Why Is Everyone Talking About Gluten?

Gluten sensitivity is quite a popular topic of discussion these days. With its connections to acne, allergies, osteoporosis, and other conditions, it shouldn’t be a surprise there’s so much interest in gluten. But what exactly is gluten? In what ways can it have effects on your health? And why does it matter anyway? Let’s explore these questions now.

To start, we’ll define what gluten is and is not. Gluten is a substance (technically a protein) that is found in certain grains. Gluten isn’t a bacteria, virus, or some kind of artificial food additive. It is a naturally occuring part of the grains in which it is found, and we call these grains “gluten grains”.

Gluten occurs naturally in only three grains: barley, wheat, and rye. If you eat even a small serving of any of those grains, you are eating gluten. Don’t forget that this includes flours made from these grains, as well as any other foods made from these grains, such as beer, pretzels, and bread.

Gluten can cause health problems because in certain individuals, it causes damage to the intestinal lining and also causes the immune system to malfunction. This leads to a whole host of problems, including anemia, autoimmune diseases, nutrient deficiencies, and more.

Some confusion has arisen over whether oats contain gluten. Unfortunately, the answer is sometimes. Oats do contain a substance similar to gluten, but it is different than the gluten in wheat, barley, and rye. This substance in oats doesn’t cause problems for most people. The real issue has to do with contamination. You see, oats are often grown near gluten grains, and are transported and processed on the same machines as gluten grains. This leads to traces of wheat, barley, or rye gluten being found in oats. Look for labels stating “gluten-free” when purchasing oats to be sure they truly are gluten free.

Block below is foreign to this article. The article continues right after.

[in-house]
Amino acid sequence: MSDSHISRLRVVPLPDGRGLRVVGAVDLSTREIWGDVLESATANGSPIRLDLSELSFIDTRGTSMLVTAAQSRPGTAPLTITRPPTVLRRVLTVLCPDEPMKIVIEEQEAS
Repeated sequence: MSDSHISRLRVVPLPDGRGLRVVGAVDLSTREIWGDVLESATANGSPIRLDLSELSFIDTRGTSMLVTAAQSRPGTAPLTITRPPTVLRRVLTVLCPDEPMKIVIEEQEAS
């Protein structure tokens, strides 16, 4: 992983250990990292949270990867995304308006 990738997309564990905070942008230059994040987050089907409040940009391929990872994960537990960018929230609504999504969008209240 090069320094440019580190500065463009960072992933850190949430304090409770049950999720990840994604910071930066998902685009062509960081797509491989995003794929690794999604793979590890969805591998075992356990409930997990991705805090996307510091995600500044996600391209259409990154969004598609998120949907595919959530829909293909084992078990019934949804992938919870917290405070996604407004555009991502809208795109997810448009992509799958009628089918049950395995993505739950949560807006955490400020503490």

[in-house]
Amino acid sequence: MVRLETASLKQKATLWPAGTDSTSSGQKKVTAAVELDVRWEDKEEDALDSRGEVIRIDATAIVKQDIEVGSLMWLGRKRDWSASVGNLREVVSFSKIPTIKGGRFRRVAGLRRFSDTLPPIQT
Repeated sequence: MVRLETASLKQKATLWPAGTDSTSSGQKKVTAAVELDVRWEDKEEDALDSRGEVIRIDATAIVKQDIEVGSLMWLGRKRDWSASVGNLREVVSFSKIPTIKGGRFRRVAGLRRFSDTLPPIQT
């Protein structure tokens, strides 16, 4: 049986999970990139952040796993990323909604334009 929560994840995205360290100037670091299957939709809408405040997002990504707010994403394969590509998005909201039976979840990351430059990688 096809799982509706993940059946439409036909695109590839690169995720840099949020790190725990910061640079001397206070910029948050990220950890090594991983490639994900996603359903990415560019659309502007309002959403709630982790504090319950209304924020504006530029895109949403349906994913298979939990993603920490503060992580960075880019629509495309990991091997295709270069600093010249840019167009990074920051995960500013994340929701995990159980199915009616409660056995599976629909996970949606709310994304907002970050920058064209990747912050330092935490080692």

Surprisingly, gluten can show up where you least expect it. Fried foods often contain gluten because the foods are dipped in a batter that contains gluten-containing flour before frying. Another surprise is soy sauce; it actually contains gluten. Look for tamari instead, it is usually gluten-free. Gluten itself is sometimes added as agent in foods such as candies, to provide texture and consistency.

Gluten grains became a staple of our diet around 10,000 years ago, as the first agricultural societies began farming with cereal grains. Since then, our dependence on cereal grains, including gluten-containing grains, hasn’t fallen out of favor.

It is interesting to note that the geographical areas that have had gluten in their diets for the longest period of time, also tend to have the lowest incidence of gluten allergy (celiac disease). This means that it likely takes many generations for our bodies to adapt to eating this gluten as a food. The fact that many of our genomes aren’t fully adapted to eating gluten is a likely reason for such a large number of people being sensitive to gluten.

If you now or in the past have suffered from arthritis, autoimmune diseases, anemia, frequent stomach or bowel problems, or skin conditions, you should consider that perhaps you too have a sensitivity to gluten.

Get the answer on whether gluten may be causing your health condition, visit your Portland Chiropractor for an evaluation. You should look for a Portland Chiropractor knowledgeable about gluten-related conditions and begin your road to recovery.

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